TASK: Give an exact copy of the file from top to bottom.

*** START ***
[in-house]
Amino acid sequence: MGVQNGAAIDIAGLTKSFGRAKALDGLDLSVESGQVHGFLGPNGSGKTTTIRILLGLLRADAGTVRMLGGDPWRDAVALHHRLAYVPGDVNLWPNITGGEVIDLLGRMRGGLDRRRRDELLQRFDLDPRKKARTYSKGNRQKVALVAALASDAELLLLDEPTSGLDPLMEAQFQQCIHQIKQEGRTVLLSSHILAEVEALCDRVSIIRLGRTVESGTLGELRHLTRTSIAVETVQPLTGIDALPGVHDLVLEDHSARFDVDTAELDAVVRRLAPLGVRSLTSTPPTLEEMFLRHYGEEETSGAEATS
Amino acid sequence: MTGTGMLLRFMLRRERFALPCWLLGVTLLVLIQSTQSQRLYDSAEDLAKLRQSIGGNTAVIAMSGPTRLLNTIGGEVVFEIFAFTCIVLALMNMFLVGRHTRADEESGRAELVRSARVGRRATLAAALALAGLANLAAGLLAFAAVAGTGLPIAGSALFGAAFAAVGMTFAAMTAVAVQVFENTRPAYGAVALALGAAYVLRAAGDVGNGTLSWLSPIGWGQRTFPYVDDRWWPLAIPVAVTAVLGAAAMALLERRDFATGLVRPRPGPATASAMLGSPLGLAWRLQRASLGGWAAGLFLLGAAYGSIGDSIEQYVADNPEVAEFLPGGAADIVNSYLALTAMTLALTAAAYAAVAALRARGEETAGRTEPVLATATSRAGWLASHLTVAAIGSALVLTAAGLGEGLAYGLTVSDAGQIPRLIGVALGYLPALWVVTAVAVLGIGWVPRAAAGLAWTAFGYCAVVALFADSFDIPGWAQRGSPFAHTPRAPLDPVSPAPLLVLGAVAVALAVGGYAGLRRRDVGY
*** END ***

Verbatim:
[in-house]
Amino acid sequence: MGVQNGAAIDIAGLTKSFGRAKALDGLDLSVESGQVHGFLGPNGSGKTTTIRILLGLLRADAGTVRMLGGDPWRDAVALHHRLAYVPGDVNLWPNITGGEVIDLLGRMRGGLDRRRRDELLQRFDLDPRKKARTYSKGNRQKVALVAALASDAELLLLDEPTSGLDPLMEAQFQQCIHQIKQEGRTVLLSSHILAEVEALCDRVSIIRLGRTVESGTLGELRHLTRTSIAVETVQPLTGIDALPGVHDLVLEDHSARFDVDTAELDAVVRRLAPLGVRSLTSTPPTLEEMFLRHYGEEETSGAEATS
Amino acid sequence: MTGTGMLLRFMLRRERFALPCWLLGVTLLVLIQSTQSQRLYDSAEDLAKLRQSIGGNTAVIAMSGPTRLLNTIGGEVVFEIFAFTCIVLALMNMFLVGRHTRADEESGRAELVRSARVGRRATLAAALALAGLANLAAGLLAFAAVAGTGLPIAGSALFGAAFAAVGMTFAAMTAVAVQVFENTRPAYGAVALALGAAYVLRAAGDVGNGTLSWLSPIGWGQRTFPYVDDRWWPLAIPVAVTAVLGAAAMALLERRDFATGLVRPRPGPATASAMLGSPLGLAWRLQRASLGGWAAGLFLLGAAYGSIGDSIEQYVADNPEVAEFLPGGAADIVNSYLALTAMTLALTAAAYAAVAALRARGEETAGRTEPVLATATSRAGWLASHLTVAAIGSALVLTAAGLGEGLAYGLTVSDAGQIPRLIGVALGYLPALWVVTAVAVLGIGWVPRAAAGLAWTAFGYCAVVALFADSFDIPGWAQRGSPFAHTPRAPLDPVSPAPLLVLGAVAVALAVGGYAGLRRRDVGY